It was sudden. It was unexpected. And it was starting to seem unstoppable. In just two weeks, it had spread to 99 countries, its numbers swelling to over 23,000. And – as people worked to keep up with its exponential growth – the demand for support revealed a pervasive problem.

The sheer number of educators who joined the fledgling Higher Ed Learning Collective made it obvious just how much the higher education teaching community needed a place to coalesce and unpack the abrupt changes that the COVID-19 pandemic had thrust upon it.

higher ed learning collective“We had no idea it was going to explode the way it did,” says W. Ian O’Byrne, assistant professor of literacy education in the College’s Department of Teacher Education and one of the 12 founding members of the Higher Ed Learning Collective, which began in March as a direct result of the challenges that college and university educators faced as they transitioned from face-to-face instruction to online teaching. “The thinking was that, because so many faculty weren’t prepared for distance education, they needed a place to go to get advice and help from each other – a place where they could collaborate, solve problems, share ideas and just connect.”

That place started on Facebook: The group had 3,000 members within a day of being created and nearly 20,000 by the end of its first week. The groundswell movement cemented itself in the higher education community when it was recommended in an independent report to Education International and UNESCO and later in The Chronicle of Higher Education. Now with over 25,000 members in 100 countries, the collective is also supported by a long list of universities, libraries and educational associations.

And it’s grown into much more than a Facebook group – building outside of the social media network to connect with educators on YouTube, Twitter, LinkedIn, Instagram and the new Higher Ed Learning Collective website.

“We’ve been trying to create an infrastructure that can be scaled up,” he says. “We want it to be manageable and meaningful.”

In order to be as meaningful as possible, the collective has listened to the needs of its members and shifted its emphasis accordingly.

“What we heard the most was, ‘I need support,’ and it became clear that everyone was just in survival mode,” says O’Byrne. “And that means a large part of the population needed just-in-time support – emergency online teaching skills like how to use Zoom, how to communicate with students, that kind of thing. But also, people were going through trauma.”

And that makes it hard to focus on anything else.

“So, a lot of what we’re doing now is trauma-informed and trauma-supportive pedagogy,” says O’Byrne. “We’re helping people get back on their feet with teaching, but we are addressing the emotional side, too. What people are feeling is grief. You need to say to individuals that they may be in shock. Notice it, name it and give yourself a break. Give your students a break, too. Think about them, be there for them. Everything beyond that is gravy.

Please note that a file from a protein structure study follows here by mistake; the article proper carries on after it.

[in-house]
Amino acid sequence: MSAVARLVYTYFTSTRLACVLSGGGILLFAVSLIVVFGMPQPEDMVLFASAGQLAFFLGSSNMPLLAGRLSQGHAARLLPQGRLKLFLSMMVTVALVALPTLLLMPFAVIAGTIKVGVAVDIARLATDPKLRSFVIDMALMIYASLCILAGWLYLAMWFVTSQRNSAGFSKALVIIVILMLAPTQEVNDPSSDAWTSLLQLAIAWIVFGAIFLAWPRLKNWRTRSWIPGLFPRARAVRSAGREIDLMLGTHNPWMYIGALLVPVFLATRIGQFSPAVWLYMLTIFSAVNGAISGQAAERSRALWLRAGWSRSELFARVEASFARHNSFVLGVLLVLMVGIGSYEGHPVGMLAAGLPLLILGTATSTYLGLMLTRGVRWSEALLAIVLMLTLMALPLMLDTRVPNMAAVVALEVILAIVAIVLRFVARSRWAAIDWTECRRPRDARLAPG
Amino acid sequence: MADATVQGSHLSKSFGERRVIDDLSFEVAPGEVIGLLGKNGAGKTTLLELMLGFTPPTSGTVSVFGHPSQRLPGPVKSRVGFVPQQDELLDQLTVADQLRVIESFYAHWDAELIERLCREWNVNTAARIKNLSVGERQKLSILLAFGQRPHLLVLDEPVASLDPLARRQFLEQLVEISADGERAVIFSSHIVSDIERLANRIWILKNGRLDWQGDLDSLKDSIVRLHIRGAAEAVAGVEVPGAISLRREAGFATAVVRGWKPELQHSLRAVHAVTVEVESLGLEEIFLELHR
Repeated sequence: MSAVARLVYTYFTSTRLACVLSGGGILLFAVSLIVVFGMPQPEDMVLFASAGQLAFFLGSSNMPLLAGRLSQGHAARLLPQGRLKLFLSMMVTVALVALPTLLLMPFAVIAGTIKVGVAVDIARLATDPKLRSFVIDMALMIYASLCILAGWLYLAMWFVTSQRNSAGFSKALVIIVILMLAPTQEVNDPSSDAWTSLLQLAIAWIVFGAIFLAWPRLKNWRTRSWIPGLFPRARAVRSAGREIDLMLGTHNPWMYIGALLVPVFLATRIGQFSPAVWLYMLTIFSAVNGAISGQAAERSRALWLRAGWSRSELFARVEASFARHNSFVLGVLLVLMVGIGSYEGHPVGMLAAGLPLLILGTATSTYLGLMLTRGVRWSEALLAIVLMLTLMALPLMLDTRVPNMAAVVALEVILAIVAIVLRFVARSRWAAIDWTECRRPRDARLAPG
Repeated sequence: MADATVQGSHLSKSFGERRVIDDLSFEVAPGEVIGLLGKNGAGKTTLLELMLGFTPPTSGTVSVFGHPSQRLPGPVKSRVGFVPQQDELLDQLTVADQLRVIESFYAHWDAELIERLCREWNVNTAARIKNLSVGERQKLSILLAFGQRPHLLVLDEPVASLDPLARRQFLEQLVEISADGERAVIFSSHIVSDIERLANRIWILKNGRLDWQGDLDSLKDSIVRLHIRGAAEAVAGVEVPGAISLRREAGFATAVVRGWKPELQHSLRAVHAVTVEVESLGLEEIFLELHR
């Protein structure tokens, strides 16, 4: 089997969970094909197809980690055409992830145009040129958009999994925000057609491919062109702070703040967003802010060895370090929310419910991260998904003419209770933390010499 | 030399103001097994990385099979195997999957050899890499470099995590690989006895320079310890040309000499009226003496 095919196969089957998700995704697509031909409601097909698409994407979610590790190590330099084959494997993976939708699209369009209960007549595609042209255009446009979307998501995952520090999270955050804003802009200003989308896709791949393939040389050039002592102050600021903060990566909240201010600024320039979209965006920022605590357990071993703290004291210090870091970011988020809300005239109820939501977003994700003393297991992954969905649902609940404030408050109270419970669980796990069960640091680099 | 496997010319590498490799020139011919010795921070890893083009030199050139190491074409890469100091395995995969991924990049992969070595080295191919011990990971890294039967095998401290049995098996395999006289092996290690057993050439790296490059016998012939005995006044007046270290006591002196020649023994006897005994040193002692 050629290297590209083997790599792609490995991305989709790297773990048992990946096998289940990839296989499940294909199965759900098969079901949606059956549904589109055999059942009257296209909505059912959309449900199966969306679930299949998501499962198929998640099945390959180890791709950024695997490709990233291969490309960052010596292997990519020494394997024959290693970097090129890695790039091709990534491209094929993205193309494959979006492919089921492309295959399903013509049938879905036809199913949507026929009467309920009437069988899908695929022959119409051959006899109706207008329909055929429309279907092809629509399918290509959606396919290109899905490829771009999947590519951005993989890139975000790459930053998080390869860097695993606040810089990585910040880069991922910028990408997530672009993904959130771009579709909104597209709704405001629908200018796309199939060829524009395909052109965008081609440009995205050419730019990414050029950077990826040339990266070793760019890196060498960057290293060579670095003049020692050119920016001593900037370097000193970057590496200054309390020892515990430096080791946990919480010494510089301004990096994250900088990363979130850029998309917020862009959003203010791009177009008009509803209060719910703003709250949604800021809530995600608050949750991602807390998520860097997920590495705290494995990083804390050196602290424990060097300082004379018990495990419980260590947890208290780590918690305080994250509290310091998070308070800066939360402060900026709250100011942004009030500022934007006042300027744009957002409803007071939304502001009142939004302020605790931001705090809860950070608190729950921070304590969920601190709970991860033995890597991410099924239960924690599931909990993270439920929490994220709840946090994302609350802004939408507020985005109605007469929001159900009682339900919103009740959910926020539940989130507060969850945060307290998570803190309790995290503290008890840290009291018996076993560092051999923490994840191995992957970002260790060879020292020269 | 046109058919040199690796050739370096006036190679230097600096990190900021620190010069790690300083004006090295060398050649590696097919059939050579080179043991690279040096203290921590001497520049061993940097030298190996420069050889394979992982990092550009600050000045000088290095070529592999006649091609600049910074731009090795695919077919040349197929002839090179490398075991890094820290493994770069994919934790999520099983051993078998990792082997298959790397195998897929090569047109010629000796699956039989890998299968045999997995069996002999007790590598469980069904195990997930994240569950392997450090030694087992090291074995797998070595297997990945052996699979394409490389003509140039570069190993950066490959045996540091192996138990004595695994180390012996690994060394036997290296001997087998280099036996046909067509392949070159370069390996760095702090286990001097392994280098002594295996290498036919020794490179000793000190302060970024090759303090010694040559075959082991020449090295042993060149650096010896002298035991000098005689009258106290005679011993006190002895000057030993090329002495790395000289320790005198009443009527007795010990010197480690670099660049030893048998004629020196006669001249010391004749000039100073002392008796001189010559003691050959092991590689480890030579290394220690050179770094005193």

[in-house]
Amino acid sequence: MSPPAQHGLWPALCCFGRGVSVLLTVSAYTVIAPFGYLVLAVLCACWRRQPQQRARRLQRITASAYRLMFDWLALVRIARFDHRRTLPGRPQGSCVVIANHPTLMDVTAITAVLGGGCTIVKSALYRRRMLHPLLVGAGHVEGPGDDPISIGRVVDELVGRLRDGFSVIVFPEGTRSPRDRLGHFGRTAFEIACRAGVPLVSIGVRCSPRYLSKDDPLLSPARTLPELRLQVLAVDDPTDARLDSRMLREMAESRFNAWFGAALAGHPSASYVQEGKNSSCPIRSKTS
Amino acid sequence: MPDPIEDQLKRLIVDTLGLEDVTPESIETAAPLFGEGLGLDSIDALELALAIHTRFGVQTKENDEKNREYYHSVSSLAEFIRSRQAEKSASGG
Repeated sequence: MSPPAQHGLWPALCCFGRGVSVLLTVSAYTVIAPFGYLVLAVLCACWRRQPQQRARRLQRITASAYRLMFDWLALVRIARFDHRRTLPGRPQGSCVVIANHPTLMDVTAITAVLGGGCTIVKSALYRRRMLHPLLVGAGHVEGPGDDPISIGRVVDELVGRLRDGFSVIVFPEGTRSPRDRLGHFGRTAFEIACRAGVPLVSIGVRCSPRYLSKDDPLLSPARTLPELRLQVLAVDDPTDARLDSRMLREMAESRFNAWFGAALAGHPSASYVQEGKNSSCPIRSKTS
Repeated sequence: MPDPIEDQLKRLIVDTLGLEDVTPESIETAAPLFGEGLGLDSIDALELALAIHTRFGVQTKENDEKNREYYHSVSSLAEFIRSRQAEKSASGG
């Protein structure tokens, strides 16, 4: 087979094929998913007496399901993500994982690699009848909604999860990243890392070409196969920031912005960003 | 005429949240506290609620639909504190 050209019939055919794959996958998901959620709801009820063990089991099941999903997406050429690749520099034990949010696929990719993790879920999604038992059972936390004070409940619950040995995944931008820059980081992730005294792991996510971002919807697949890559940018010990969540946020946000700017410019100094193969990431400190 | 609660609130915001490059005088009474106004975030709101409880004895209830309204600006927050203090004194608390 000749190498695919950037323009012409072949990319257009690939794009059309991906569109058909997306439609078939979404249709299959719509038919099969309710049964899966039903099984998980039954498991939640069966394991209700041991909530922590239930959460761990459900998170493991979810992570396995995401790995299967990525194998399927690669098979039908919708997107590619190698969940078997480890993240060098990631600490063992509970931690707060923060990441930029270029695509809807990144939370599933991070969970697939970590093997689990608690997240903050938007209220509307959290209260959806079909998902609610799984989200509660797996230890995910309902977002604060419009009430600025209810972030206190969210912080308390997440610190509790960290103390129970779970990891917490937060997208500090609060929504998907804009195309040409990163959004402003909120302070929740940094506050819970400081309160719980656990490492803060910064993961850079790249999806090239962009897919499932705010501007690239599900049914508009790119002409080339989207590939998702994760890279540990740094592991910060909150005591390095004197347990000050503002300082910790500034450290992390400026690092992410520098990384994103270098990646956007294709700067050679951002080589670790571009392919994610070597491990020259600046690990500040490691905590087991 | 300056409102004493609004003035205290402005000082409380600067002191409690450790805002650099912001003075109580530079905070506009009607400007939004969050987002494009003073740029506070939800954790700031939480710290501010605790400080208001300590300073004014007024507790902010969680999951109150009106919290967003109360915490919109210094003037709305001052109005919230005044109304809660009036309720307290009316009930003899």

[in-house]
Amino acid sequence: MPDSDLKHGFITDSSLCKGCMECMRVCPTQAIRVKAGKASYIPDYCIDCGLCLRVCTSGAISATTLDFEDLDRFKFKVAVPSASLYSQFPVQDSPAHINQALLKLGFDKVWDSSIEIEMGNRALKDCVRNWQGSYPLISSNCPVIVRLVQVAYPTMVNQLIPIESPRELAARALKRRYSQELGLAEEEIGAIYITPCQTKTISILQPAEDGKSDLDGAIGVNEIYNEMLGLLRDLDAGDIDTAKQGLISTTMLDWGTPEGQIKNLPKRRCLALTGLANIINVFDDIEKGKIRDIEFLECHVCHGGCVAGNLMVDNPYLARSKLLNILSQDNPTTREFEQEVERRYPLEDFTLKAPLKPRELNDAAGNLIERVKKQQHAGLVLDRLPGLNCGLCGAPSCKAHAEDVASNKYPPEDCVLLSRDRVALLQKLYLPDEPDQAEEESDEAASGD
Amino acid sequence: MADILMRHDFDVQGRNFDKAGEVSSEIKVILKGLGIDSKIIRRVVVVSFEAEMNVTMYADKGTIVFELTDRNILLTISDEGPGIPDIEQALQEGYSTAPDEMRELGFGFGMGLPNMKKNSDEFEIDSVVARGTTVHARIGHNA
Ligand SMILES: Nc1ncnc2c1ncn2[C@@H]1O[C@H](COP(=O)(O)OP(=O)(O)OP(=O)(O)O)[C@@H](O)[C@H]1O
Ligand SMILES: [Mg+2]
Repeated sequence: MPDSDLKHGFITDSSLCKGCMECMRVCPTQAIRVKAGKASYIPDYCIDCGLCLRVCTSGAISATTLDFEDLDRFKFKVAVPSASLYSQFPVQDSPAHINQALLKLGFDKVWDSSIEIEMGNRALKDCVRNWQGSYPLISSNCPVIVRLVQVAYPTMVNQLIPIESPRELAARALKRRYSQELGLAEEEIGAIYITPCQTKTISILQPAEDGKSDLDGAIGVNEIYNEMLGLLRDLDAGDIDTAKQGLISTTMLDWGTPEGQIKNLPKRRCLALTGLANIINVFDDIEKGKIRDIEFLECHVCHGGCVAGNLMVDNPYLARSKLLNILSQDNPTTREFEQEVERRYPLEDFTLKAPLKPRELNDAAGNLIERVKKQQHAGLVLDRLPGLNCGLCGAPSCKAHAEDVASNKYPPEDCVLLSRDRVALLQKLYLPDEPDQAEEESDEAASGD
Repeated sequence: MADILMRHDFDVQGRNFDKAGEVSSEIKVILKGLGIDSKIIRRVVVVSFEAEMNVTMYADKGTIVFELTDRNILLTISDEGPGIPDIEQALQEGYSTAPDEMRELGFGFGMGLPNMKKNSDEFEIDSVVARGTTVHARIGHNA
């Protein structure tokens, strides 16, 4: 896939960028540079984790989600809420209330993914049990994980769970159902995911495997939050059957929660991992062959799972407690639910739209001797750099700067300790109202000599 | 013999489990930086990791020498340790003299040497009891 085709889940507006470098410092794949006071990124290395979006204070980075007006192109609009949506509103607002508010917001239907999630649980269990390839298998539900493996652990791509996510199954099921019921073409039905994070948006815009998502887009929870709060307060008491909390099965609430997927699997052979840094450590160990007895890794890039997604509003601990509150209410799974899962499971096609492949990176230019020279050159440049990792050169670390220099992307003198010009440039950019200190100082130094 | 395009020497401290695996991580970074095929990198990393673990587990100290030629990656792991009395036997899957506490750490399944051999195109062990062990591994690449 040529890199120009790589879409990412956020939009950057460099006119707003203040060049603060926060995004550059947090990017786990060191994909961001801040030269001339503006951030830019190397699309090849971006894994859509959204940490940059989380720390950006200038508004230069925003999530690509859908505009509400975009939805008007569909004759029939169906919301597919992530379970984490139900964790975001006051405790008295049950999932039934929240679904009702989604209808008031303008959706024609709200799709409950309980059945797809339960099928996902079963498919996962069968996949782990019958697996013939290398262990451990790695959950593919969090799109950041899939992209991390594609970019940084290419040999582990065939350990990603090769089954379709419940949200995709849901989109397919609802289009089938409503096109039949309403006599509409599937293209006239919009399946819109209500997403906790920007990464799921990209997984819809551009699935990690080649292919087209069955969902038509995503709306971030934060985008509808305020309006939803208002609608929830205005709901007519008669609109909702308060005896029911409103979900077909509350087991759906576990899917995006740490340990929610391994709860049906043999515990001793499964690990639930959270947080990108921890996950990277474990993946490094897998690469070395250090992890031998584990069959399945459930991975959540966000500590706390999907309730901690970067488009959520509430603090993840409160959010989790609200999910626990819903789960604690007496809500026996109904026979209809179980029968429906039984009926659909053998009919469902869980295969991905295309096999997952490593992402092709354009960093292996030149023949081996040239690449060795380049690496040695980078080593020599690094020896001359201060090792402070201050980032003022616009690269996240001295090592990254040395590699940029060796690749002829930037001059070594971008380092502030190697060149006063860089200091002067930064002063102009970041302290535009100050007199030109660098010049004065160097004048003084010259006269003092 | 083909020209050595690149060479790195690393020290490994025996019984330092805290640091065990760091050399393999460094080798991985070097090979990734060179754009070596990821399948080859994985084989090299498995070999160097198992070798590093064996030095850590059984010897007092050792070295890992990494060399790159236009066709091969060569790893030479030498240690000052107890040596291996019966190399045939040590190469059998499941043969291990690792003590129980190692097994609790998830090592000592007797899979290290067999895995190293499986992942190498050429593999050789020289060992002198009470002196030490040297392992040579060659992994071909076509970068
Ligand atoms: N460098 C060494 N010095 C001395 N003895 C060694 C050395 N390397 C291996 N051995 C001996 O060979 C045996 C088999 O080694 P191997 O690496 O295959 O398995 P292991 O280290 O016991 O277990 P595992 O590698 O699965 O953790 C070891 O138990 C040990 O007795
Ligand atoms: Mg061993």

“We’re also trying to impose some perspective – this isn’t the end of the world,” he continues. “Right now we’re all in a weird world – it’s like, I sometimes feel like an astronaut on a different planet. Everything is strange. But eventually we hope that we’ll leave this reality and go back to the world we know. We just have to get through the now.”

The biggest piece of getting through the now, says O’Byrne, is self-care.

“That’s the immediate threat right now: the self-care side of things,” he says. “We have to remember to go outside, get some sunshine, get some exercise, get some sleep – and also feed our need for socialization.”

To that end, the Higher Ed Learning Collective offers its community daily online yoga sessions, weekly coffee chats via Zoom and even virtual happy hours. And – because the 25,000+ individual members are supporting one another through posts, discussions and chats – the community is largely supporting itself.

“It’s interesting to watch how the mood changes: The tenor of the conversation has moved from panic mode to, ‘OK, I’m online,’ and now everything from how to support anxious students to friendly recipe exchanges,” says O’Byrne, adding that – as the collective grows and develops – the pillars it was built on remain the same: solidarity, equity, access and working together to solve problems as a community – whatever those problems may be. “Our No. 1 job is for people to feel like they’re supported. We understand that you can’t be all things for all people, and we don’t want to shoehorn everything into one space. But supporting one another is the entry point for good pedagogy.”

And, while the collective does curate the best of article, blog posts, tutorials and presentations – and even offers online training – it has grown into something more than just a collection of distance education “how tos.”

“The Higher Ed Learning Collective is a supportive and inclusive space for the well-being of higher ed faculty in its totality,” says O’Byrne. “It will continue to grow and adapt. This is something that’s going to survive the coronavirus – just like we will. Together, we’ll get through this.”

Ian O’Byrne, pictured above, publishes a weekly newsletter, Digitally Literate, that focuses on the news, research and opinion at the intersection of technology, education and literacy. He is also one of the founders of the Screentime Age research group.